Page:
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Taoist philosophy, yin and yang, the five elements; and their relationships to tai chi

the origins of Yingyang and the symbol deconstructed


Yinyang (Chinese) eumyang (Korean) Am-Durong (Vietnamese)

yinyangThe Yinyang concepts "originate in ancient Chinese philosophy and metaphysics, which describes two primal oppsoing but complementary forces found in all things in the universe. Yin, the darker element, is passive, dark, feminine, downward-seeking and corresponds to the night; yang, the brighter element, is active, light, masculine, upward-seeking and corresponds to the day" (Wikipedia.org). YinYang may even go back in time as far as ancient Neolithic Chinese agrarian religions, but in later pre-Christian times was present in Confucianism and in the Tao Te Ching (although the words themselves only appear once in the book, there are references everywhere to the principles). The Yellow Emperor (2698 BC to 2598 BC) was a major exponent of yingyang, and its relationship to Chinese medicine.

During the Qin dynasty in China between 221BC to 207BC, a significant and often ruthless degree of central government was established, along with am attempt to standardise the culture and philosophy of the region. This standardisation was executed by making illegal the schools of thought based upon Confucius, Lao Tze and Mo Tzu in favour of their own Legalist philosophy – a rejection of the varied and rich ways of thinking that had marked out the previous three hundred years.

As the Han dynasty under Emperor Gao (Liu Bang) took over from the fall of the Qin in 207BC, they adopted many of the concepts of central government set up by their predecessors, and agreed with a standardisation of culture – but not with the exclusivity of a single school of thought. Rather, they attempted a fusion of the varied philosophies (including the previously illegal ones), concentrating on the classics such as the I-ching, and distilling a Taoist yin yang school of Chinese thought. This ‘Taoism era’ brought wealth, prosperity, peace and stability to the region, through a revival of agriculture, relief of harsh laws and conditions and threats from others. Later, the emperor Wu moved the Dynasty to a Confucian state.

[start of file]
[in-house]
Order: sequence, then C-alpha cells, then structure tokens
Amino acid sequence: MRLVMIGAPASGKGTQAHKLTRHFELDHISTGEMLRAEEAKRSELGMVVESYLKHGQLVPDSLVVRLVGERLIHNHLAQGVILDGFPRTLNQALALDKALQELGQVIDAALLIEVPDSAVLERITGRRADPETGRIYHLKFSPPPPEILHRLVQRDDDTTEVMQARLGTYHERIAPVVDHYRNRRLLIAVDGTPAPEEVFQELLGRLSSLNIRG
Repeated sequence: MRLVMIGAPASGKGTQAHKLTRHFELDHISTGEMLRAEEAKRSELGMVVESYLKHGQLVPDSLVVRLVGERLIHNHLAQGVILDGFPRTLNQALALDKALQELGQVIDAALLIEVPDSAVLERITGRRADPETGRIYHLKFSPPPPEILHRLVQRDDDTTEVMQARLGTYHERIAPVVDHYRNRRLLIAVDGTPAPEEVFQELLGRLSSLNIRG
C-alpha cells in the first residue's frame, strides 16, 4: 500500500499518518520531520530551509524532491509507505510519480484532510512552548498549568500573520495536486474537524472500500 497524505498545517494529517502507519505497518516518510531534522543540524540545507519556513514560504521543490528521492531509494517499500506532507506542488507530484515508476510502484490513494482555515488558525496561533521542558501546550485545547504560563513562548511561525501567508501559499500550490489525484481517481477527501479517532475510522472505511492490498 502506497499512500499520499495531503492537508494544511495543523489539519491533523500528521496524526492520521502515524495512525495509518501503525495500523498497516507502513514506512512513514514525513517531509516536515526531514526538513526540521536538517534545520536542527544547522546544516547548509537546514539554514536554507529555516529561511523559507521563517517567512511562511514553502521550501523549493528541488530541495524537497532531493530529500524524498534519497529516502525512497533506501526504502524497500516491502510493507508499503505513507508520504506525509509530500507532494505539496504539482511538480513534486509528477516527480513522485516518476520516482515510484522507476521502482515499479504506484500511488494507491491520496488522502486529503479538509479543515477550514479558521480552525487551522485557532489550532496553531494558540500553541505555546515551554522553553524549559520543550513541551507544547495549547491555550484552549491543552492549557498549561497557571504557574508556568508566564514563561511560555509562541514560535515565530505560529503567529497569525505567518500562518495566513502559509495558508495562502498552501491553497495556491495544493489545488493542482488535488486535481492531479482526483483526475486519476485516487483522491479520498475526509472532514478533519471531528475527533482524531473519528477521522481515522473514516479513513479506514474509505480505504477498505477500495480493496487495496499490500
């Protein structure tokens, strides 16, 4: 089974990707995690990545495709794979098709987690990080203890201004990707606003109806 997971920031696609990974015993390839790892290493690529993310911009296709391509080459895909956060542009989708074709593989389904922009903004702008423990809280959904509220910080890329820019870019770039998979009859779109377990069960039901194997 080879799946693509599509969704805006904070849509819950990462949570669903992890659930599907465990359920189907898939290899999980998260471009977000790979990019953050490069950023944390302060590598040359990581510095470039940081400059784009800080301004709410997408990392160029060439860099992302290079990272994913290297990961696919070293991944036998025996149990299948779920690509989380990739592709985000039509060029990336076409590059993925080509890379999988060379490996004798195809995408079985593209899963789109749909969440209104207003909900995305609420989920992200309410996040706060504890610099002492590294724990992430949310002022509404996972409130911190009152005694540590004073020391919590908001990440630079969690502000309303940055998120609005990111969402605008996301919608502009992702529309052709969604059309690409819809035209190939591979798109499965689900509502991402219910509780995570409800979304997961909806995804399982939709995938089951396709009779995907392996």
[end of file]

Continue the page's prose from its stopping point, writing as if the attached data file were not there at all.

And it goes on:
the taoThe meaning of yinyang is inherent in and illustrated by the symbol for it. The circle around the outside represents the Tao or single principle, great void or Great Ultimate; and from this single principle comes everything.

This principle is then divided into two opposite principles that interact with each other: yin (the black half) and yang (the white half). These two opposing principles provide everything – an analogy would be that all the millions of colours found in nature (and with a computer you can choose from a palette of 16.7 million) are produced from the three primary pigment colours of red, yellow and blue (or red, green and blue if you are looking at the optical spectrum). The yin and yang principles accomplish the changes in the universe through the five agents (elements) of wood, earth, fire, water, and metal. The Taoists can explain the workings of the universe through the yin and yang interactions of the five agents as they interchange, oppose, merge, yield to, overcome, birth, feed off one another.

With the yang principle come the more outward aspects: maleness, creation, upwards, dominance, active, hot, expanding, strong, and so on and in tai chi yang is the solid outward pushes, out-breaths, and attacking moves. The yin on the other hand, indicates aspects of femaleness, downward-movement, moon, cold, submission, dark, passive, contracting weak, and so on; and in tai chi yin are the inward defensive movements, in-breaths.